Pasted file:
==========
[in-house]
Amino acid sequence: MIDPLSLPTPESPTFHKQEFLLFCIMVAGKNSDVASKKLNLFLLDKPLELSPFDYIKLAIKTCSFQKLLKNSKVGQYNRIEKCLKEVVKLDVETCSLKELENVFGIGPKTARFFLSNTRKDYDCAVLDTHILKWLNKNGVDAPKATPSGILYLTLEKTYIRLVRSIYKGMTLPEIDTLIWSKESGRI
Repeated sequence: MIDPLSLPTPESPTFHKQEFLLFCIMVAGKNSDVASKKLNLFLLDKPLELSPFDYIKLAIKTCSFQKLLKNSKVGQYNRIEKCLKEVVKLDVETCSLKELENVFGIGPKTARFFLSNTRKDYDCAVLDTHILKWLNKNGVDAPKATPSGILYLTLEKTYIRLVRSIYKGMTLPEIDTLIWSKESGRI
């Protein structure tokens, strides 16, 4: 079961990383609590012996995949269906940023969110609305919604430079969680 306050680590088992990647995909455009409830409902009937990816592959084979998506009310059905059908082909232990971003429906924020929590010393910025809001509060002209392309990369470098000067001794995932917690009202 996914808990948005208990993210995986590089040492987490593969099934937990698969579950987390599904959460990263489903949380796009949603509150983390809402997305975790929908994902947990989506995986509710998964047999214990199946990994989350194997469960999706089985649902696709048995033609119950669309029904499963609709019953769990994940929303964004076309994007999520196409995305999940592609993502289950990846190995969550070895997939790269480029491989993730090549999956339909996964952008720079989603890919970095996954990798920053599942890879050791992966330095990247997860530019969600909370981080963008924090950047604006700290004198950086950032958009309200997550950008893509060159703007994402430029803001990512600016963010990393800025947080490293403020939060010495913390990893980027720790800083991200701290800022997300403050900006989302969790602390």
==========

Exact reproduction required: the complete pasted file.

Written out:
[in-house]
Amino acid sequence: MIDPLSLPTPESPTFHKQEFLLFCIMVAGKNSDVASKKLNLFLLDKPLELSPFDYIKLAIKTCSFQKLLKNSKVGQYNRIEKCLKEVVKLDVETCSLKELENVFGIGPKTARFFLSNTRKDYDCAVLDTHILKWLNKNGVDAPKATPSGILYLTLEKTYIRLVRSIYKGMTLPEIDTLIWSKESGRI
Repeated sequence: MIDPLSLPTPESPTFHKQEFLLFCIMVAGKNSDVASKKLNLFLLDKPLELSPFDYIKLAIKTCSFQKLLKNSKVGQYNRIEKCLKEVVKLDVETCSLKELENVFGIGPKTARFFLSNTRKDYDCAVLDTHILKWLNKNGVDAPKATPSGILYLTLEKTYIRLVRSIYKGMTLPEIDTLIWSKESGRI
């Protein structure tokens, strides 16, 4: 079961990383609590012996995949269906940023969110609305919604430079969680 306050680590088992990647995909455009409830409902009937990816592959084979998506009310059905059908082909232990971003429906924020929590010393910025809001509060002209392309990369470098000067001794995932917690009202 996914808990948005208990993210995986590089040492987490593969099934937990698969579950987390599904959460990263489903949380796009949603509150983390809402997305975790929908994902947990989506995986509710998964047999214990199946990994989350194997469960999706089985649902696709048995033609119950669309029904499963609709019953769990994940929303964004076309994007999520196409995305999940592609993502289950990846190995969550070895997939790269480029491989993730090549999956339909996964952008720079989603890919970095996954990798920053599942890879050791992966330095990247997860530019969600909370981080963008924090950047604006700290004198950086950032958009309200997550950008893509060159703007994402430029803001990512600016963010990393800025947080490293403020939060010495913390990893980027720790800083991200701290800022997300403050900006989302969790602390």